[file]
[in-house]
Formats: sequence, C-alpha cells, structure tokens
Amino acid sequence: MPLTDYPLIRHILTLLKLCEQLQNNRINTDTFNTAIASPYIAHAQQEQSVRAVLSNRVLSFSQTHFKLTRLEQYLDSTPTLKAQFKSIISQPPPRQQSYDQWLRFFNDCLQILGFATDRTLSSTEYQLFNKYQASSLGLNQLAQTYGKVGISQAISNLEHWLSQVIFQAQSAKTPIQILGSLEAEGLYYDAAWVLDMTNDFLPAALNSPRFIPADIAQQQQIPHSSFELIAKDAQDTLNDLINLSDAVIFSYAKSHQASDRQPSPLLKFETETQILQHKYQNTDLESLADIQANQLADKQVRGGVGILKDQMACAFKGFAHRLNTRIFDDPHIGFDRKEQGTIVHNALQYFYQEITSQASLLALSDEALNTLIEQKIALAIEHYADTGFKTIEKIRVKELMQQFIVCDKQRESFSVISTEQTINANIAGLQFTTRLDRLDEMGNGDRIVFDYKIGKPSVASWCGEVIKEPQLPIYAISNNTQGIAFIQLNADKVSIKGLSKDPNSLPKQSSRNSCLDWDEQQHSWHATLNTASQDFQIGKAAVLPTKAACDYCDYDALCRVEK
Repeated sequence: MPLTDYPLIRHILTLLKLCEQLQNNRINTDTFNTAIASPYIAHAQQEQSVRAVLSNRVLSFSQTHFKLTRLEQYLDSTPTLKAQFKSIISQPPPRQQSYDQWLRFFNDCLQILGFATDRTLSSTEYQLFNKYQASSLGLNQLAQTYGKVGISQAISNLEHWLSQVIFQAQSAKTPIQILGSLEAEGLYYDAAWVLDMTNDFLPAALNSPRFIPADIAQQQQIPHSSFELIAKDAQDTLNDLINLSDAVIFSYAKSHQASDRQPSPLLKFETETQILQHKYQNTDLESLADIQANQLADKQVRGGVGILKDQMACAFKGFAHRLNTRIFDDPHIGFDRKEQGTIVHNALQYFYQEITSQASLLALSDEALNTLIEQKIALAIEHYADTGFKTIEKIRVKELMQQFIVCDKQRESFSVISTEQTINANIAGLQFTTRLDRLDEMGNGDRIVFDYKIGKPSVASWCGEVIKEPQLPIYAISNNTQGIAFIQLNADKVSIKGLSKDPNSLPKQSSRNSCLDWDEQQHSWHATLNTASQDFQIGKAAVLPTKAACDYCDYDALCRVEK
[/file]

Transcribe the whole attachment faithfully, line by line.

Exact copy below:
[in-house]
Formats: sequence, C-alpha cells, structure tokens
Amino acid sequence: MPLTDYPLIRHILTLLKLCEQLQNNRINTDTFNTAIASPYIAHAQQEQSVRAVLSNRVLSFSQTHFKLTRLEQYLDSTPTLKAQFKSIISQPPPRQQSYDQWLRFFNDCLQILGFATDRTLSSTEYQLFNKYQASSLGLNQLAQTYGKVGISQAISNLEHWLSQVIFQAQSAKTPIQILGSLEAEGLYYDAAWVLDMTNDFLPAALNSPRFIPADIAQQQQIPHSSFELIAKDAQDTLNDLINLSDAVIFSYAKSHQASDRQPSPLLKFETETQILQHKYQNTDLESLADIQANQLADKQVRGGVGILKDQMACAFKGFAHRLNTRIFDDPHIGFDRKEQGTIVHNALQYFYQEITSQASLLALSDEALNTLIEQKIALAIEHYADTGFKTIEKIRVKELMQQFIVCDKQRESFSVISTEQTINANIAGLQFTTRLDRLDEMGNGDRIVFDYKIGKPSVASWCGEVIKEPQLPIYAISNNTQGIAFIQLNADKVSIKGLSKDPNSLPKQSSRNSCLDWDEQQHSWHATLNTASQDFQIGKAAVLPTKAACDYCDYDALCRVEK
Repeated sequence: MPLTDYPLIRHILTLLKLCEQLQNNRINTDTFNTAIASPYIAHAQQEQSVRAVLSNRVLSFSQTHFKLTRLEQYLDSTPTLKAQFKSIISQPPPRQQSYDQWLRFFNDCLQILGFATDRTLSSTEYQLFNKYQASSLGLNQLAQTYGKVGISQAISNLEHWLSQVIFQAQSAKTPIQILGSLEAEGLYYDAAWVLDMTNDFLPAALNSPRFIPADIAQQQQIPHSSFELIAKDAQDTLNDLINLSDAVIFSYAKSHQASDRQPSPLLKFETETQILQHKYQNTDLESLADIQANQLADKQVRGGVGILKDQMACAFKGFAHRLNTRIFDDPHIGFDRKEQGTIVHNALQYFYQEITSQASLLALSDEALNTLIEQKIALAIEHYADTGFKTIEKIRVKELMQQFIVCDKQRESFSVISTEQTINANIAGLQFTTRLDRLDEMGNGDRIVFDYKIGKPSVASWCGEVIKEPQLPIYAISNNTQGIAFIQLNADKVSIKGLSKDPNSLPKQSSRNSCLDWDEQQHSWHATLNTASQDFQIGKAAVLPTKAACDYCDYDALCRVEK